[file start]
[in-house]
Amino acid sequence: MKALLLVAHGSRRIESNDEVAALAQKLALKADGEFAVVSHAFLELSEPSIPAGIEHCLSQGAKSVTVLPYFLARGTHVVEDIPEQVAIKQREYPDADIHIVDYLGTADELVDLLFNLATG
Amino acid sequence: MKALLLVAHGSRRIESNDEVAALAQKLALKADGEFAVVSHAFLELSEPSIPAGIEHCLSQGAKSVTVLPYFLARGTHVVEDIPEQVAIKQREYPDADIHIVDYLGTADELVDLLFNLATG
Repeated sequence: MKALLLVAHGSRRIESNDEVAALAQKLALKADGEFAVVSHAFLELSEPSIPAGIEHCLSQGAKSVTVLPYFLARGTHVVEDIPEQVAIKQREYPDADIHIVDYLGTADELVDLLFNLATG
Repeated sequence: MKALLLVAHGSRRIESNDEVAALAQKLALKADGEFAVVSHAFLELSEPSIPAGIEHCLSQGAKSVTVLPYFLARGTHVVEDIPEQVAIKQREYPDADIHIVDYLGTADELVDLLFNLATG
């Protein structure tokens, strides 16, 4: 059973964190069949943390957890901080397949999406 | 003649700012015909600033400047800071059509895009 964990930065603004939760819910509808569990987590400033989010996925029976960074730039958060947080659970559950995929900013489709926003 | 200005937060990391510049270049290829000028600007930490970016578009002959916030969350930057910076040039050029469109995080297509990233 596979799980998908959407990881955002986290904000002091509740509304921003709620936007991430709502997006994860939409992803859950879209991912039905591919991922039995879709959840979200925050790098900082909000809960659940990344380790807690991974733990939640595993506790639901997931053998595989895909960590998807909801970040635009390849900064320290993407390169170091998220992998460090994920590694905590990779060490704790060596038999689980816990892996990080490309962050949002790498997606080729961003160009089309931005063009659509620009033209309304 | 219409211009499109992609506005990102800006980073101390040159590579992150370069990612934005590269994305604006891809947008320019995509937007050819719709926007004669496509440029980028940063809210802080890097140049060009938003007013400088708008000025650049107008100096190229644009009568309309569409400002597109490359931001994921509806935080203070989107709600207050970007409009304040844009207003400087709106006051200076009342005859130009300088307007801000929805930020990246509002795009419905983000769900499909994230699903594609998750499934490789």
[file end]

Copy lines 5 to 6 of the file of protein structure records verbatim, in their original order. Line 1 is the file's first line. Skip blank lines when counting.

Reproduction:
Repeated sequence: MKALLLVAHGSRRIESNDEVAALAQKLALKADGEFAVVSHAFLELSEPSIPAGIEHCLSQGAKSVTVLPYFLARGTHVVEDIPEQVAIKQREYPDADIHIVDYLGTADELVDLLFNLATG
């Protein structure tokens, strides 16, 4: 059973964190069949943390957890901080397949999406 | 003649700012015909600033400047800071059509895009 964990930065603004939760819910509808569990987590400033989010996925029976960074730039958060947080659970559950995929900013489709926003 | 200005937060990391510049270049290829000028600007930490970016578009002959916030969350930057910076040039050029469109995080297509990233 596979799980998908959407990881955002986290904000002091509740509304921003709620936007991430709502997006994860939409992803859950879209991912039905591919991922039995879709959840979200925050790098900082909000809960659940990344380790807690991974733990939640595993506790639901997931053998595989895909960590998807909801970040635009390849900064320290993407390169170091998220992998460090994920590694905590990779060490704790060596038999689980816990892996990080490309962050949002790498997606080729961003160009089309931005063009659509620009033209309304 | 219409211009499109992609506005990102800006980073101390040159590579992150370069990612934005590269994305604006891809947008320019995509937007050819719709926007004669496509440029980028940063809210802080890097140049060009938003007013400088708008000025650049107008100096190229644009009568309309569409400002597109490359931001994921509806935080203070989107709600207050970007409009304040844009207003400087709106006051200076009342005859130009300088307007801000929805930020990246509002795009419905983000769900499909994230699903594609998750499934490789």